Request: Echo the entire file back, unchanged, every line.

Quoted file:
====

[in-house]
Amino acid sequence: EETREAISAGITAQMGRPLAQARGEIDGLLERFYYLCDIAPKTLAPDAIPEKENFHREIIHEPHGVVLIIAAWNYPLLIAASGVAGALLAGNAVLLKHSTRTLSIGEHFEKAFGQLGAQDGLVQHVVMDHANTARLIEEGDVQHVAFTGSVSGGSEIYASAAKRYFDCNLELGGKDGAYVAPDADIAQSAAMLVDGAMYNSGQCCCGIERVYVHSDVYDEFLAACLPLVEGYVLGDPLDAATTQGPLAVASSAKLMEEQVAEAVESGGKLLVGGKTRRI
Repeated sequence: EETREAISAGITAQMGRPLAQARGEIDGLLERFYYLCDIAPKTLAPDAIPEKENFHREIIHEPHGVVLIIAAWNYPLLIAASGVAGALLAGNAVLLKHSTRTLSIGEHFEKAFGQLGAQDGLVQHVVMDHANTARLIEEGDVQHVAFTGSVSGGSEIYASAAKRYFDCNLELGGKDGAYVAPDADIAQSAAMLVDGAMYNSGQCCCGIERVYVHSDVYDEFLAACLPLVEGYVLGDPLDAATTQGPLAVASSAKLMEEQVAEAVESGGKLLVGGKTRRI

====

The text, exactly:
[in-house]
Amino acid sequence: EETREAISAGITAQMGRPLAQARGEIDGLLERFYYLCDIAPKTLAPDAIPEKENFHREIIHEPHGVVLIIAAWNYPLLIAASGVAGALLAGNAVLLKHSTRTLSIGEHFEKAFGQLGAQDGLVQHVVMDHANTARLIEEGDVQHVAFTGSVSGGSEIYASAAKRYFDCNLELGGKDGAYVAPDADIAQSAAMLVDGAMYNSGQCCCGIERVYVHSDVYDEFLAACLPLVEGYVLGDPLDAATTQGPLAVASSAKLMEEQVAEAVESGGKLLVGGKTRRI
Repeated sequence: EETREAISAGITAQMGRPLAQARGEIDGLLERFYYLCDIAPKTLAPDAIPEKENFHREIIHEPHGVVLIIAAWNYPLLIAASGVAGALLAGNAVLLKHSTRTLSIGEHFEKAFGQLGAQDGLVQHVVMDHANTARLIEEGDVQHVAFTGSVSGGSEIYASAAKRYFDCNLELGGKDGAYVAPDADIAQSAAMLVDGAMYNSGQCCCGIERVYVHSDVYDEFLAACLPLVEGYVLGDPLDAATTQGPLAVASSAKLMEEQVAEAVESGGKLLVGGKTRRI